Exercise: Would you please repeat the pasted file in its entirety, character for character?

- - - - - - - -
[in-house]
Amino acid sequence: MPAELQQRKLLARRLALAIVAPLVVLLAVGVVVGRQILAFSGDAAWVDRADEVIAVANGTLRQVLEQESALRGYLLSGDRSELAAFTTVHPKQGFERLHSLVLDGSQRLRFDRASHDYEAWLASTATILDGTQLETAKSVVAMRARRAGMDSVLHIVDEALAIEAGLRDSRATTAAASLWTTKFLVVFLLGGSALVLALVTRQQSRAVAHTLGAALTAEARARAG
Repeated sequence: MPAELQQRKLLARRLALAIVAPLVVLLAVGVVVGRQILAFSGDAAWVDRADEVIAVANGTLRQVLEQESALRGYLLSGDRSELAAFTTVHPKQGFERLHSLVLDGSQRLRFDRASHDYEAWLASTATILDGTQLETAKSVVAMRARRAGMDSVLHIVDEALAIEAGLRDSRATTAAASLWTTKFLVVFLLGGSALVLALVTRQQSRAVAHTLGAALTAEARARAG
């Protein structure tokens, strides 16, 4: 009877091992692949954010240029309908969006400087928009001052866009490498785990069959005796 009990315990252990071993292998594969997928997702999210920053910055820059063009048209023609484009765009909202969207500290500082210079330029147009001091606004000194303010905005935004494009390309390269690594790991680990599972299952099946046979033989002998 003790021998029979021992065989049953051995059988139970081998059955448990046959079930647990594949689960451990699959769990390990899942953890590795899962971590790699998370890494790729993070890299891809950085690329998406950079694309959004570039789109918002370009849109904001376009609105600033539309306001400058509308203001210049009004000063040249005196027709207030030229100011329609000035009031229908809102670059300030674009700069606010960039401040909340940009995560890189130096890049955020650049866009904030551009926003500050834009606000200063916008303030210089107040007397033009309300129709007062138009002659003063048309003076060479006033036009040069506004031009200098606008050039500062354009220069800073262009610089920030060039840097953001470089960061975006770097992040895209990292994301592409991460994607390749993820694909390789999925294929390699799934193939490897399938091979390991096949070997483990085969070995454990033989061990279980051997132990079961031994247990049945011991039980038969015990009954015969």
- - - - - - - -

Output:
[in-house]
Amino acid sequence: MPAELQQRKLLARRLALAIVAPLVVLLAVGVVVGRQILAFSGDAAWVDRADEVIAVANGTLRQVLEQESALRGYLLSGDRSELAAFTTVHPKQGFERLHSLVLDGSQRLRFDRASHDYEAWLASTATILDGTQLETAKSVVAMRARRAGMDSVLHIVDEALAIEAGLRDSRATTAAASLWTTKFLVVFLLGGSALVLALVTRQQSRAVAHTLGAALTAEARARAG
Repeated sequence: MPAELQQRKLLARRLALAIVAPLVVLLAVGVVVGRQILAFSGDAAWVDRADEVIAVANGTLRQVLEQESALRGYLLSGDRSELAAFTTVHPKQGFERLHSLVLDGSQRLRFDRASHDYEAWLASTATILDGTQLETAKSVVAMRARRAGMDSVLHIVDEALAIEAGLRDSRATTAAASLWTTKFLVVFLLGGSALVLALVTRQQSRAVAHTLGAALTAEARARAG
């Protein structure tokens, strides 16, 4: 009877091992692949954010240029309908969006400087928009001052866009490498785990069959005796 009990315990252990071993292998594969997928997702999210920053910055820059063009048209023609484009765009909202969207500290500082210079330029147009001091606004000194303010905005935004494009390309390269690594790991680990599972299952099946046979033989002998 003790021998029979021992065989049953051995059988139970081998059955448990046959079930647990594949689960451990699959769990390990899942953890590795899962971590790699998370890494790729993070890299891809950085690329998406950079694309959004570039789109918002370009849109904001376009609105600033539309306001400058509308203001210049009004000063040249005196027709207030030229100011329609000035009031229908809102670059300030674009700069606010960039401040909340940009995560890189130096890049955020650049866009904030551009926003500050834009606000200063916008303030210089107040007397033009309300129709007062138009002659003063048309003076060479006033036009040069506004031009200098606008050039500062354009220069800073262009610089920030060039840097953001470089960061975006770097992040895209990292994301592409991460994607390749993820694909390789999925294929390699799934193939490897399938091979390991096949070997483990085969070995454990033989061990279980051997132990079961031994247990049945011991039980038969015990009954015969």